Based on his teeth-grindingly awful motormouth appearances on Bill Maher's show (most recently a week ago or so), I wish Andrew Sullivan would just shut the fuck up. Seriously. Write all he wants, but just close his goddamn mouth. He is the mirror freaking image of the Bill O'Reillys of the Other Team, and he incites me to fury even when I do happen to agree with the points he's drooling all over in his unseemly insistence on trying to be the most Perspicacious Pundit in The Room through sheer volume of words. He is unfailing the most annoying, at least. Perhaps that's his media-manipulation schtick -- he's memorably unpleasant.

TPM I check out and enjoy around American election times. I recall seeing a doco somewhere a few years back on how there was an office and staff and everything, and realizing that weblogging, particularly political writing-on-the-web, had become just another business. It's uncontroversial these days, of course, but at the time, it disappointed me. On the other hand, as stammer notes, Sturgeon's Law applies, and TPM is one of the brighter spots.
posted by stavrosthewonderchicken at 5:11 PM on October 7, 2008 [1 favorite]


Not everyone is happy with Marshall.
posted by Kirth Gerson at 12:42 PM on October 8, 2008


Not everyone is happy with Marshall.

Wow, that guy sounds completely insane. He not only spews hatred of Josh Marshall and virtually every other liberal commentator (while not expressing any actual disagreement with them), he says this about them: "And they gave you the dead of Iraq." Why not blame them for Vietnam, too, while you're at it?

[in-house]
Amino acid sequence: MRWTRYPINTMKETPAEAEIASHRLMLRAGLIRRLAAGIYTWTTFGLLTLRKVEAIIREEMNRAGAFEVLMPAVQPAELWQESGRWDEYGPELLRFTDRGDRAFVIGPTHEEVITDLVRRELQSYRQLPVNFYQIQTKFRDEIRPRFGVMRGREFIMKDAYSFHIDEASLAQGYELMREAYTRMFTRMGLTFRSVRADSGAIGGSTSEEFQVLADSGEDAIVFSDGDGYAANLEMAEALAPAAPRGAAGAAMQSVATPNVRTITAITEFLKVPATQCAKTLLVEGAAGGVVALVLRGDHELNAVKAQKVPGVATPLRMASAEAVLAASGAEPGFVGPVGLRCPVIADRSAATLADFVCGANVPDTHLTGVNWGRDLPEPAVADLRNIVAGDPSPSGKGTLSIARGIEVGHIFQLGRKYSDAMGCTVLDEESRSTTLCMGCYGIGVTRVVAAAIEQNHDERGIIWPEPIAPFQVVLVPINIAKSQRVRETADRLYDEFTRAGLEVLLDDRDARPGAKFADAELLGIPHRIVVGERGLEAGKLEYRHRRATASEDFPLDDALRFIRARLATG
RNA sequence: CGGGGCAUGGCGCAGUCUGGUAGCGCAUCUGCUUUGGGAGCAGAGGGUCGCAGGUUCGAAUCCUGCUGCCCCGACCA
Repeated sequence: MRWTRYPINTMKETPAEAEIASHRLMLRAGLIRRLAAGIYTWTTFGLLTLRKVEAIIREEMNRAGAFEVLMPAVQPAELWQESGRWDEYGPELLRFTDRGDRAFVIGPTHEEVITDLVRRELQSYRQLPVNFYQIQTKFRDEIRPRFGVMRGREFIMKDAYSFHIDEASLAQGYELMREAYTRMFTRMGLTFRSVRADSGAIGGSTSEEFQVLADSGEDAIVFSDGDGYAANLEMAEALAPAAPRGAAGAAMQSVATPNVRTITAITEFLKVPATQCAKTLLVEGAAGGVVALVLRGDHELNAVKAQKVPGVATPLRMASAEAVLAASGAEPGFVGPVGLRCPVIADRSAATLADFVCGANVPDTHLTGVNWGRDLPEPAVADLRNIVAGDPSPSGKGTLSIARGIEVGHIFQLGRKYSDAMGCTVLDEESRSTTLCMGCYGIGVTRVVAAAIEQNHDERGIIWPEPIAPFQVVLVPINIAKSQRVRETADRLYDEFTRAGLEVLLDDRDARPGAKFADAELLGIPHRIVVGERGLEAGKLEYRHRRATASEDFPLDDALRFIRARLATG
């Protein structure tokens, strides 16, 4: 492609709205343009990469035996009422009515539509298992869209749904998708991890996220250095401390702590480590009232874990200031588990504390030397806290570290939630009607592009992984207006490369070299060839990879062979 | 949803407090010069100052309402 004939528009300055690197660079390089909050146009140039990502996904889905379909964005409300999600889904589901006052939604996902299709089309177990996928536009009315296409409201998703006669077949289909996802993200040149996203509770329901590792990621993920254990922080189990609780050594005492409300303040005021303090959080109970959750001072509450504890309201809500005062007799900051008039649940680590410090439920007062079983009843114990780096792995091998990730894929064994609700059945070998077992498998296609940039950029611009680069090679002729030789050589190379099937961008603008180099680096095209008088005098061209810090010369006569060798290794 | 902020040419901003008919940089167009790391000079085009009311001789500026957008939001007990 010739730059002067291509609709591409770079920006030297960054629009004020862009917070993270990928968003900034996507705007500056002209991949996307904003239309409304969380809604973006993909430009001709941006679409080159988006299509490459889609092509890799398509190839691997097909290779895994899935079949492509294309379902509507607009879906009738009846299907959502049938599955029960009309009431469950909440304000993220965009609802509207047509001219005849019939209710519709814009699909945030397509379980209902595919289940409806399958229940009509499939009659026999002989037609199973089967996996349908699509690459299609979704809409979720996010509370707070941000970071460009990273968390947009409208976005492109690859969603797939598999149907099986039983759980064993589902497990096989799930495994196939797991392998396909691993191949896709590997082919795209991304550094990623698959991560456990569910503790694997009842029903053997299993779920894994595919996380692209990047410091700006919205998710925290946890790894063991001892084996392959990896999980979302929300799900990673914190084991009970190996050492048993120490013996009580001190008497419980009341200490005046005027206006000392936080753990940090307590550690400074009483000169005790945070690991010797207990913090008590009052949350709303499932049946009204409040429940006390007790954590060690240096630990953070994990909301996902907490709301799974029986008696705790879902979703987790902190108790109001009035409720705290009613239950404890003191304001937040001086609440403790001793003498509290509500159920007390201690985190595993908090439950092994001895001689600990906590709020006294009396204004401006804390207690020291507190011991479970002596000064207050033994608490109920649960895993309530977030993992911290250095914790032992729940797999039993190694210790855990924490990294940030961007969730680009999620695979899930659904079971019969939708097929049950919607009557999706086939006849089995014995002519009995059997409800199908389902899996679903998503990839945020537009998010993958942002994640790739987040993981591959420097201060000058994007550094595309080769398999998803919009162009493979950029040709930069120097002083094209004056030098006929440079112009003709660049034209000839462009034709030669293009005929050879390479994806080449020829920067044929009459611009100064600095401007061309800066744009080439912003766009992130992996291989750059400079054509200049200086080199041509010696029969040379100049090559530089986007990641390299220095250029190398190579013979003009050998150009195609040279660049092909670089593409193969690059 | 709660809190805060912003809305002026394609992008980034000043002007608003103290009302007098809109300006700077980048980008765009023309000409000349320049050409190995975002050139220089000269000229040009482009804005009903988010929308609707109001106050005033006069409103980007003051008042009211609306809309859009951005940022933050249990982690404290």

posted by languagehat at 1:06 PM on October 8, 2008 [1 favorite]


VIETNAM = INSIDE JOB

MARSHALL LIED, KURTZ DIED

VISIT TALKINGPOINTSMURDER.COM
posted by cortex at 1:26 PM on October 8, 2008 [1 favorite]


Apocalypse John
posted by kirkaracha at 2:02 PM on October 8, 2008


He is the mirror freaking image of the Bill O'Reillys of the Other Team

Perhaps that's because he was on the Other Team not all that long ago.
posted by raysmj at 4:28 PM on October 8, 2008


Here is a nice write up on Josh and TPM in the most recent Princeton Alumni Weekly.
posted by caddis at 1:02 PM on October 9, 2008


For what it's worth, I sent Josh an email with a link to this thread. His response was, "If I had an account I’d ask that one person where on earth they got the idea that anything, about Howard Dean or anything else has ever been deleted from the site. That’s complete nonsense".
posted by lazaruslong at 10:55 AM on October 13, 2008


Uh, Matt, could you pretty please give Josh an account?
posted by languagehat at 2:40 PM on October 13, 2008


Heh yeah, I'd donate an account to him if I thought he had time to participate over here. Revitalizing investigative journalism from a web perspective has got to be pretty busy though.
posted by lazaruslong at 4:45 PM on October 13, 2008


Yeah, I dropped him a line and a comp account if he wants it, but he's got to have about a million things going on right now. It'd be cool if he wants to drop by.
posted by cortex at 6:28 PM on October 13, 2008